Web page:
Early reviewers have hailed Peter Kingsley’s impressive « scholarship » as displayed in his CATAFALQUE, taking at face value its mise en scène in volume two, entirely composed of footnotes.
However, the informed reader soon realises that some of these footnotes, despite their bibliographical indications, are more akin to emotional blasts and settling of personal scores than erudite testimonies to his impartiality and willingness to acknowledge his predecessors.
If one could peel off the resentment-blinded pseudo-scholarship (slipped in with the real scholarship) and the claims to contact with absolute reality, Kingsley would be a much more congenial and inspiring figure. Unfortunately he falls victim to the hypothesis of his own uniqueness.
Kingsley’s Grand Narrative is is composed of two grand ideas
(1) the Seeding of the West by Empedocles and Parmenides and a few others. These are the mystics-magicians-shamans-poets who descended into the underworld by means of archaic techniques of ecstatic voyage: drugs, breathing, postures, meditation, incubation, incantation.
(2) the Decline of the West since them. The progressive loss of the Divine Seeds to Reason and egoism.
It is based on ignoring, down-playing, or travestying anyone who espoused any one of the motley set of ideas that he retrieves to compose or to bolster his story.
I think we need to compose and submit to Peter Kingsley a reading list of a dozen books he should read to feel less lonely. He’s read so many books that a few more should be no trouble for him. He may discover that many of his ideas have already been expounded and explored, and welcomed by many,and that he is not at all a lone voice crying in the desert.
1) James Hillman THE DREAM AND THE UNDERWORLD – for a working out of the idea of the encounter with Hades and Persephone, and of psychic reality as the underworld
2) Jeffrey Raff JUNG AND THE ALCHEMICAL TRADITION – for the psychoid reality of the spiritual beings encountered in individuation, and for the alchemical patterning of this process
3) Marie-Louise von Franz C.G. JUNG: His Myth in our Time – for a re-visioning of Jung’s life and work in terms of his personal myth and its collective ramifications
4) Gary Lachman’s JUNG THE MYSTIC – for a full re-integration of Jung within the magical and mystical traditions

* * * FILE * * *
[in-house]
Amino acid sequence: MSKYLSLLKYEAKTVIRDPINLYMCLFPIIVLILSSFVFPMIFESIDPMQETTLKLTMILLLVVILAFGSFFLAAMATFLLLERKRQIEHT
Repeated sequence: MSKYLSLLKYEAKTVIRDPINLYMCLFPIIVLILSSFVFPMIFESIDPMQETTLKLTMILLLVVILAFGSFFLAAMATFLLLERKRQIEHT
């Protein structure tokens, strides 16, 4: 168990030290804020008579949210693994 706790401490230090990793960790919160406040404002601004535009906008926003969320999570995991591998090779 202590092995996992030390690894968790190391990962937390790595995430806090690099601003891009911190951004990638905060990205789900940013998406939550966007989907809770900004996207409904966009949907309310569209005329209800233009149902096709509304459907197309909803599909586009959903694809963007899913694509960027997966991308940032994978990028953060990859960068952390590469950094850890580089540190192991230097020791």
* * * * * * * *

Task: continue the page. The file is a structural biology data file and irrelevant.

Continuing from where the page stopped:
5) Edward Edinger THE NEW GOD-IMAGE – for the evolution of the God-image, changing with each new epoch (this could help Kingsley get over his nostalgia for the past).
6) Étienne Perrot’s CORAN TEINT – for a modern day alchemical Jungian adventure lived out in Paris
7) James Hillman ALCHEMICAL PSYCHOLOGY – for a re-psychologisation of alchemy so that it does not spin off into schizoid spirituality, cut off from real human experience in the world of ordinary people
8) James Hillman and Sonu Shamdasani LAMENT FOR THE DEAD – for a contextualising dialogue on Jung’s RED BOOK
Leaving behind the Jungian ghetto, Kingsley could then read
9) Alain Badiou – MANIFESTO FOR PHILOSOPHY. Badiou’s listing of four truth procedures is a useful but preliminary approach to enriching our repertoire of examples, to help us get out of our fixation on a single type of experience and of our drawing unwarranted conclusions from that.
10) Bruno Latour – AN INQUIRY INTO MODES OF EXISTENCE. Latour’s expanded list of 15 modes of existence (as against Badiou’s four truth procedures) is an even better heuristic against conceptual fixation and for the fluidity of ordinary mind, but it still doesn’t go far enough
11) Deleuze and Guattari – A THOUSAND PLATEAUS. (« Thousand » meaning as many as you want, or as is appropriate to the occasion) and its idea of the series of becomings, ending with becoming-ordinary as a perception of the ordinary as itself becoming.
12) Alain Badiou – THE IMMANENCE OF TRUTHS. This would give Peter Kingsley a new understanding of the Absolute, and so a way out of his obsession with transcendance. (he would have to brush up on his transfinite numbers, logic and mathematics are probably a weak spot in his personal culture).
Not only need Kingsley never feel lonely again, he could constantly challenge his beliefs and re-vision his experiences by encountering radically different creative points of view and critical perspectives.